Thirty-eight percent of legal departments expect to increase cyber-related budget
Legal departments are playing an increasingly important role in cybersecurity strategy, and chief legal officers in particular are often front and center, with 84 percent of CLOs now playing a key role in the cybersecurity strategy for their organization – up from 76 percent in 2020 – according to a new report.
The report by the Association of Corporate Counsel Foundation, in collaboration with Ernst & Young LLP also found that cybersecurity reports to the CLO in 38 percent of departments surveyed. In fact, 22 percent of companies now have a dedicated cybersecurity lawyer – up from just 12 percent in 2018, while 24 percent indicate that the CLO is a member of the cybersecurity incident response team.
Respondents report growing cross-functional collaboration among legal, IT, security, and other business units to anticipate and effectively respond to cybersecurity threats.
Cybersecurity is seen a regulatory compliance matter, making lawyers ideally suited for this responsibility, according to Susanna McDonald, VP and chief legal officer at ACC.
“The chief legal officer brings strategic and risk management skills and additional data to the table as well,” says McDonald. These skills allow lawyers to help prevent and, if need be, react to cybersecurity situations, she adds.
Businesses face many risks in the event of a data breach, with reputational damage, liability to data subjects, and business continuity being the top three areas of concern for survey respondents.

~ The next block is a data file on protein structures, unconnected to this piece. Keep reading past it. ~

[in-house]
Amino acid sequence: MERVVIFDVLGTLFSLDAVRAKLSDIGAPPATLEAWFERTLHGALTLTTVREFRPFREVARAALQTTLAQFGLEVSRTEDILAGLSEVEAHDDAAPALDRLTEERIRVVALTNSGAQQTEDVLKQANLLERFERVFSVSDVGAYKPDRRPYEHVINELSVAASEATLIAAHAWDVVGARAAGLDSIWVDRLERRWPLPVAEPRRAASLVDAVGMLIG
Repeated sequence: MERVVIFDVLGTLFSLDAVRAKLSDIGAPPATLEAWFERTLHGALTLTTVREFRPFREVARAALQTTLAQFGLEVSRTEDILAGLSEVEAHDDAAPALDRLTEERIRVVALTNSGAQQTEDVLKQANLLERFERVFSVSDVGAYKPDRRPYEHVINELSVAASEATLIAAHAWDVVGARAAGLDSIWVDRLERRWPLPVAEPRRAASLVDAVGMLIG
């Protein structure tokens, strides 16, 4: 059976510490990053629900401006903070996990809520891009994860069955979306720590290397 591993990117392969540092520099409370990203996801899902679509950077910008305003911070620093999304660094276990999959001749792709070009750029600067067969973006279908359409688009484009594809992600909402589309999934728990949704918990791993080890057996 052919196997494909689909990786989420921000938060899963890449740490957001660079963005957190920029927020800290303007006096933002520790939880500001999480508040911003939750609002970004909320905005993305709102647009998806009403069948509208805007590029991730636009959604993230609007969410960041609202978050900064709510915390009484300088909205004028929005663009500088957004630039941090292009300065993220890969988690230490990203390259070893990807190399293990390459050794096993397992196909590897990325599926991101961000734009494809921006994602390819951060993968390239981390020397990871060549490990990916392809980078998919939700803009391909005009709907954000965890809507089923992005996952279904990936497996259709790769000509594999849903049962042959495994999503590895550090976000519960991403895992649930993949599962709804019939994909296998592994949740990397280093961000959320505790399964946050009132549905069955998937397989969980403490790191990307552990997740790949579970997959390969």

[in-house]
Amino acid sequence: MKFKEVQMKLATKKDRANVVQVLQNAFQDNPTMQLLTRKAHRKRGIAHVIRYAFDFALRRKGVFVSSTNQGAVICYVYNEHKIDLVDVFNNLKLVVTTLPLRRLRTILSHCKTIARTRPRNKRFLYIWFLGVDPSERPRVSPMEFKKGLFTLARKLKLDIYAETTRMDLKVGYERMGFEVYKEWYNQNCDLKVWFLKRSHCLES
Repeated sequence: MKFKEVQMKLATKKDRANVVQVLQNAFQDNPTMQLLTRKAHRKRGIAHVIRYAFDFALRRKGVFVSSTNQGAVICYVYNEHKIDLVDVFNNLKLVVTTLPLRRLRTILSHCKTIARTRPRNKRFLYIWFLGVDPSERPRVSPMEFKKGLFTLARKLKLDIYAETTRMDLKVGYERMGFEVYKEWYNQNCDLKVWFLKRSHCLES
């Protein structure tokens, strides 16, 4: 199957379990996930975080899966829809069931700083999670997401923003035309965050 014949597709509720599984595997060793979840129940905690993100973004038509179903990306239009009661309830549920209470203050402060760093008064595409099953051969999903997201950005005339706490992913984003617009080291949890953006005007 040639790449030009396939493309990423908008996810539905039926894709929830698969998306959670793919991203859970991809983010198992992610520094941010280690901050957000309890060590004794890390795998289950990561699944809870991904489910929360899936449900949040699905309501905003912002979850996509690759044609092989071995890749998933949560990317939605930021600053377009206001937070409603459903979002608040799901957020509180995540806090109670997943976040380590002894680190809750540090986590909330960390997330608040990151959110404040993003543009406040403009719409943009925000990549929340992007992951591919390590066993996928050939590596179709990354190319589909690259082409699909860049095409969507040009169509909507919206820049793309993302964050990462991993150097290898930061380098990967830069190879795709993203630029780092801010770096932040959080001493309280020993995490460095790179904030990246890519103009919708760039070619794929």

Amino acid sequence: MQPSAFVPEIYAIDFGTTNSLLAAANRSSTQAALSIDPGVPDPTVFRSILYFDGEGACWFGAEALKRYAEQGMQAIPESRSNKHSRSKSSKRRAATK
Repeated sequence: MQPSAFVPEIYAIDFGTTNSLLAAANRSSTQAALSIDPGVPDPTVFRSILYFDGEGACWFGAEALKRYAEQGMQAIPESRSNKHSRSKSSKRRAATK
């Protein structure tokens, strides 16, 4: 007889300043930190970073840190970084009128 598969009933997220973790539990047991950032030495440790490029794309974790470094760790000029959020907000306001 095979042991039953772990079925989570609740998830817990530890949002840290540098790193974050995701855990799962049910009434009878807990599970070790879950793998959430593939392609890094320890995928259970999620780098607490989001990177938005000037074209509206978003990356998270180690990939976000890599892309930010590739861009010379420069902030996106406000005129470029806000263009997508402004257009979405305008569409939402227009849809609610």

“Reputational damage can ultimately lead to a decline in revenues,” says McDonald. “It’s not just about liability to data subjects, but also potential fees and fines that businesses would have to pay to different regulatory agencies,” she adds.
The 2022 State of Cybersecurity Report: An Inhouse-Perspective also found that just 31 percent of legal departments say they are regularly involved in their company’s third-party risk management.
Thirty-eight percent of legal departments now say they are spending more as a result of their approach to cyber, compared to a year ago. This number has increased from just 23 percent in 2015. Fifty percent said this increase was mainly attributed to outside spend (among law firms, ALSPs, and consultants), while 25 percent said the increase was mainly attributed to inside spend (on legal resources exclusively devoted to cybersecurity)
Businesses should be doing more to train their employees in cybersecurity, according to McDonald, with the majority providing training only once per year, and as few as nine percent reporting that training is provided quarterly.
“Just about everybody said they are providing annual training, but I don’t think that is enough,” says McDonald. “Potentially harmful actors have become far more sophisticated with these attacks, making employees the primary target for them, thus increasing the risk to the organization. If organizations really want to get a handle on risk, they are going to have to engage with the employees with more robust training.”
The ACC surveyed 265 companies across 17 industries and 24 countries.